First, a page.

I’ve always admired the world of Goichi “Suda 51” Suda and Grasshopper Manufacture, as he’s always made games his way. They may be a bit offbeat for some tastes, but they're always unique, with releases ranging from Killer Is Dead to Shadows of the Damned to his collaboration with James Gunn, Lollipop Chainsaw. But even then, No More Heroes and the escapades of lightsaber-wielding killer Travis Touchdown stand out, and that trend continues with No More Heroes: Travis Strikes Again.
The first two games, including the sequel Desperate Struggle, were real gems on the Wii. But with the Switch, he takes a different direction with Travis Strikes Again, opting for more of a hack-and-slash style adventure that’s better suited for the platform. It’s a gamble that pays off in the long run, mainly because Suda and his team continue to embrace the unusual but impressive style that worked so well in previous endeavors.
Travis Strikes Again is mostly placed in a top-down setting as Travis makes his way through a series of games on the Death Drive MK-II console, one of his main sources of entertainment in a trailer park which you can explore in-between stages. He’s in a race against Badman, a rival that’s not too thrilled with Travis murdering his assassin daughter in a previous game. The two of them engage in a battle to beat the six bosses strewn throughout the game’s universes in the hopes of receiving a special wish.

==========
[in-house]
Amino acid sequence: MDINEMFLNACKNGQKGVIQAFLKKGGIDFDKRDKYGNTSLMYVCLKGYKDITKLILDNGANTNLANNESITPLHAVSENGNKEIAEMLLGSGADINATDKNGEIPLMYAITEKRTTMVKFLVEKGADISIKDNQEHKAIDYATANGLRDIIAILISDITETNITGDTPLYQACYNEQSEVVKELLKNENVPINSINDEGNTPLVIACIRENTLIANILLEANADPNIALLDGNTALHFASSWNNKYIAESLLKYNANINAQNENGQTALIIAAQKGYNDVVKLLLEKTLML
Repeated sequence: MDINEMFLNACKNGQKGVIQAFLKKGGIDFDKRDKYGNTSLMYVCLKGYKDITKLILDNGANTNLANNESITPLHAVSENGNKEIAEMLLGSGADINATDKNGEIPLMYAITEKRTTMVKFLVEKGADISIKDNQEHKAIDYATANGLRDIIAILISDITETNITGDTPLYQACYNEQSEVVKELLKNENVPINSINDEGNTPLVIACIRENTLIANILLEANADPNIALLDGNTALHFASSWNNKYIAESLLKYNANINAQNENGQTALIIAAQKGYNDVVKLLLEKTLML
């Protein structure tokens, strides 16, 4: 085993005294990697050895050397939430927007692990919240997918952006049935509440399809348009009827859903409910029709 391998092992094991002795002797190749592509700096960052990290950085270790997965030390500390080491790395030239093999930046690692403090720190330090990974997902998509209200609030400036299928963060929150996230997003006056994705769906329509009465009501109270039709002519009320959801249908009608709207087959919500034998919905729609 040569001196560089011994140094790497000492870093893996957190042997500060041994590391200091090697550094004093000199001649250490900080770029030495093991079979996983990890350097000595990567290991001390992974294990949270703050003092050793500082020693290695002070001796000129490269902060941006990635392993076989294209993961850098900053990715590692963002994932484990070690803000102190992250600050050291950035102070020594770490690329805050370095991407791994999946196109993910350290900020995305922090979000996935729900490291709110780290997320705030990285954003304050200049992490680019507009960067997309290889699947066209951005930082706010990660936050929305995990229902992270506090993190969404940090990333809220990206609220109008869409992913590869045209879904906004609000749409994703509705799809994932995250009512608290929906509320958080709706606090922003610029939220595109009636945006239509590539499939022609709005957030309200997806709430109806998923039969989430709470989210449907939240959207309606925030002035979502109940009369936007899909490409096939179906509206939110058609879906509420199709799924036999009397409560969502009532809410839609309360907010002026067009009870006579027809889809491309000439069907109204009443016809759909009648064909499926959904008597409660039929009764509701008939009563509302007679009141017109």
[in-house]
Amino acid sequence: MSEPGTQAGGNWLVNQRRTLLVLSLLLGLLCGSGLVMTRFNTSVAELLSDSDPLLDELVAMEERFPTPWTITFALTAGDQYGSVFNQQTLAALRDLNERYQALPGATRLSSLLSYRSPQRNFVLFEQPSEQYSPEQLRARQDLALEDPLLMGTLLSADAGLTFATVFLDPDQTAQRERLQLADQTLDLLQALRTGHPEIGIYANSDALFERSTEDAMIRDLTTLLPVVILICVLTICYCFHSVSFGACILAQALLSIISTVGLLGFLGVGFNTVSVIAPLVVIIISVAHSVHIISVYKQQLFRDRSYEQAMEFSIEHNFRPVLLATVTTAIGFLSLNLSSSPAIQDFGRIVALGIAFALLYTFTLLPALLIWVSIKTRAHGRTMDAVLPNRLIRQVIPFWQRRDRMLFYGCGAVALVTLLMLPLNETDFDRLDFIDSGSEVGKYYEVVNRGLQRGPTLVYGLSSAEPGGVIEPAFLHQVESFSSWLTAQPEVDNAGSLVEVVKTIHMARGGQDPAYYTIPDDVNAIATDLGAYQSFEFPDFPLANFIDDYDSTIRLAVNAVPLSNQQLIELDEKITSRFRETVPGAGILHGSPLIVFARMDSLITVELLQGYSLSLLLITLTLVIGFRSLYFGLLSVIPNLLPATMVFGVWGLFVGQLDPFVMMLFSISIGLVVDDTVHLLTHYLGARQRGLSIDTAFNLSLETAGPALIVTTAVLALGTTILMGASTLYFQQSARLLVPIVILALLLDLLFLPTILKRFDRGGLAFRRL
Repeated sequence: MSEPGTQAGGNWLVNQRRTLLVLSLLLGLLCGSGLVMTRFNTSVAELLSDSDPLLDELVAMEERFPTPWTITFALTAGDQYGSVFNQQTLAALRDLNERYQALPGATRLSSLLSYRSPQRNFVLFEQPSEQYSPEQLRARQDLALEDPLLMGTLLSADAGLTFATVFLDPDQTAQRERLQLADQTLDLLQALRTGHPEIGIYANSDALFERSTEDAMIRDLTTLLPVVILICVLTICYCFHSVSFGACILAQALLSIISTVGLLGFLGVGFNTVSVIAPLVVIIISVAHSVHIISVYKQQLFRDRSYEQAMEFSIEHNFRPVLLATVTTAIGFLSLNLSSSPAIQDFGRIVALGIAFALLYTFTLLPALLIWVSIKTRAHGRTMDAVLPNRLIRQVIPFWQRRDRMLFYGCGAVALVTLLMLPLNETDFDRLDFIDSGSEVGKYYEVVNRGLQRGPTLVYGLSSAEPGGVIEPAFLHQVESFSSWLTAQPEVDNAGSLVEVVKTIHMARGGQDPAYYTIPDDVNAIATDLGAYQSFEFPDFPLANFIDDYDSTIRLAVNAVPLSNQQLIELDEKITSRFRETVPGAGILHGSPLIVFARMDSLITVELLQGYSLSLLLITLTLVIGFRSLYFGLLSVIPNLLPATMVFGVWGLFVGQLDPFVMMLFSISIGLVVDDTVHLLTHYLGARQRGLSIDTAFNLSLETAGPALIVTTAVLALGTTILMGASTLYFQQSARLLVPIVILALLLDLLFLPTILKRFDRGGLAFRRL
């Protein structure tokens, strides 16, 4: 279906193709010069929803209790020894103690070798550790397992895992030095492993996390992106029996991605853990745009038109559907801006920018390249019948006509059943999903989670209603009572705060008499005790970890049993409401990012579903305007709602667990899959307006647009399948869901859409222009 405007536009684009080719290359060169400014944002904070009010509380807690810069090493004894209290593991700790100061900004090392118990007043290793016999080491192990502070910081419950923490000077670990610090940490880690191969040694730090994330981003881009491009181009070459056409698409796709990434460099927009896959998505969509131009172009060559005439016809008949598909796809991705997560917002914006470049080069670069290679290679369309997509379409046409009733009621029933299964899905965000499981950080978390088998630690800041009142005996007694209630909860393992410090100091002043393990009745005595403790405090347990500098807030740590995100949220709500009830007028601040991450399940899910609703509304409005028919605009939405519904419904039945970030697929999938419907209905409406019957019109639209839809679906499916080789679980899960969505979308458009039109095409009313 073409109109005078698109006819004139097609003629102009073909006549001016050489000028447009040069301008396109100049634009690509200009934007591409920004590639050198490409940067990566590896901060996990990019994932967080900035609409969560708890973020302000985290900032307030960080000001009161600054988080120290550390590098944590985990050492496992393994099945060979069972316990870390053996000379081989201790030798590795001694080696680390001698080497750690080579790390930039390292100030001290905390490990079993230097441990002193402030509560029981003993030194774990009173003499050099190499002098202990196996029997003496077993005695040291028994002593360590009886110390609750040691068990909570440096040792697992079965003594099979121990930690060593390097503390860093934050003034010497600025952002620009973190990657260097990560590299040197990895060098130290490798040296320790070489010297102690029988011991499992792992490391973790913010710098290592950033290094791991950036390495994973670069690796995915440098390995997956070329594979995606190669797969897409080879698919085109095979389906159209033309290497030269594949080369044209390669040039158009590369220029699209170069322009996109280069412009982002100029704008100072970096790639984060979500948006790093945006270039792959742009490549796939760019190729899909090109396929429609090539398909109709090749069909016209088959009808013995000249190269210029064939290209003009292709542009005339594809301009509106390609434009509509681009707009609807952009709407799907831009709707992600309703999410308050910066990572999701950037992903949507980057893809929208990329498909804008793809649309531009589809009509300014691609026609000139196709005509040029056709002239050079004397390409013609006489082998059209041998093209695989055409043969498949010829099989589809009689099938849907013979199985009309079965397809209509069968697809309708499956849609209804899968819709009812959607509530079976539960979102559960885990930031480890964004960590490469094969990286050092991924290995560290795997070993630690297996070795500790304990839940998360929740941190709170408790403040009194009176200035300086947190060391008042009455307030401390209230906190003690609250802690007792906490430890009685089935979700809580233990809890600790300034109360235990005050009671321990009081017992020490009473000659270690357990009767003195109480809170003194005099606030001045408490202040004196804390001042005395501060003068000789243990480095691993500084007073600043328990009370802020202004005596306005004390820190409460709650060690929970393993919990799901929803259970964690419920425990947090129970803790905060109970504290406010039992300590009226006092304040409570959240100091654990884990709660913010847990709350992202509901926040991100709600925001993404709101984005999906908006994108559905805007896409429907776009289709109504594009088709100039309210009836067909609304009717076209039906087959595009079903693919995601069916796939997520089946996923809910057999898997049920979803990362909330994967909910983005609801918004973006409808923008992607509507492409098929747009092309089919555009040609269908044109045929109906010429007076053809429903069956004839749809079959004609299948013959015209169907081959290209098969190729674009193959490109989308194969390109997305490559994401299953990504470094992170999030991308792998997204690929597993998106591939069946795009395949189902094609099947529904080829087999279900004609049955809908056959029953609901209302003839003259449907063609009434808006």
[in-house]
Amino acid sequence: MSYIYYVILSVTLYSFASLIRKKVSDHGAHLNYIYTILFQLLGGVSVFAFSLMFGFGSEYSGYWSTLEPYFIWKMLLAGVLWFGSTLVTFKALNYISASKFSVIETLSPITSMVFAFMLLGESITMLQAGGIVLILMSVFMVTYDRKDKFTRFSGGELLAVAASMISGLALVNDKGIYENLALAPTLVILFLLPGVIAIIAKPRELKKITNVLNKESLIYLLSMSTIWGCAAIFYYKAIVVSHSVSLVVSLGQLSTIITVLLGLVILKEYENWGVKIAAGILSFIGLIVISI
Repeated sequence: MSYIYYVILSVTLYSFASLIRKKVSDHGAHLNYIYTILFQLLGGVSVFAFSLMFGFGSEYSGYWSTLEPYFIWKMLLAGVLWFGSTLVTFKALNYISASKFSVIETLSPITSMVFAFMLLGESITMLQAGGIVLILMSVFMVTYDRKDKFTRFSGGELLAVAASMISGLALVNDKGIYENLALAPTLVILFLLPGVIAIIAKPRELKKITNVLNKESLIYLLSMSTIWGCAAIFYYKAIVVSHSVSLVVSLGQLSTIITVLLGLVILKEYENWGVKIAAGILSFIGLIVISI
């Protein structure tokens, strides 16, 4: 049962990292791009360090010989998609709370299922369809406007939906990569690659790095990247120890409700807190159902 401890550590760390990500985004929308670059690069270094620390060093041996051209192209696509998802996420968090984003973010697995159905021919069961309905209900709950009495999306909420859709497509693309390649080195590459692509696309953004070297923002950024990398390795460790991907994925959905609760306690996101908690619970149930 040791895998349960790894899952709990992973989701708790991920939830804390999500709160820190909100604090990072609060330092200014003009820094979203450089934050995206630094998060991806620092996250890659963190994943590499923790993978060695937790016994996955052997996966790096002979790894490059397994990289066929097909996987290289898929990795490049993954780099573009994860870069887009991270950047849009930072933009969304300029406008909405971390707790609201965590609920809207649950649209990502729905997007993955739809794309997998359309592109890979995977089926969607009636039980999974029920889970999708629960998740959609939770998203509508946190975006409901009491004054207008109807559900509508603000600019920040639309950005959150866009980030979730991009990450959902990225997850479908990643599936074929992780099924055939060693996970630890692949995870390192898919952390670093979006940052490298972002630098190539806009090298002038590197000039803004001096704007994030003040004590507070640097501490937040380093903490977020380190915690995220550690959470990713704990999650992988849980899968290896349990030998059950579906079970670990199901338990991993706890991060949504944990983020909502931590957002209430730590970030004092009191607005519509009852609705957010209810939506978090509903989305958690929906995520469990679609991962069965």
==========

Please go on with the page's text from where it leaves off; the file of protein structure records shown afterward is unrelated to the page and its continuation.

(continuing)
The game relies on the aforementioned hack-and-slash tactics as players come across various types of enemies regardless of whether they're exploring neighborhoods to reach a house filled with would-be killers or fighting their way through a Resident Evil-style mansion in an attempt to retrieve coffee and doughnuts to open up more rooms. Players will clear a room of baddies, collect what’s necessary, save by sitting on a toilet and “letting loose,” and repeat. There are variations that mix things up every once in a while like a neat Tron-inspired racing game with timed shifting and nifty visuals, but slashing enemies is the general idea.
Even with the gameplay focus changing, it’s still good fun, as you’ll hack through enemies while leveling up and acquiring new skills such as being able to fling an opponent with a special finisher like a force blast. Co-op is also recommended here, as two players can hack away at enemy forces collectively, making the game slightly easier. This is especially useful with boss battles, which possess old-school methods of defeat that will need to be puzzled out.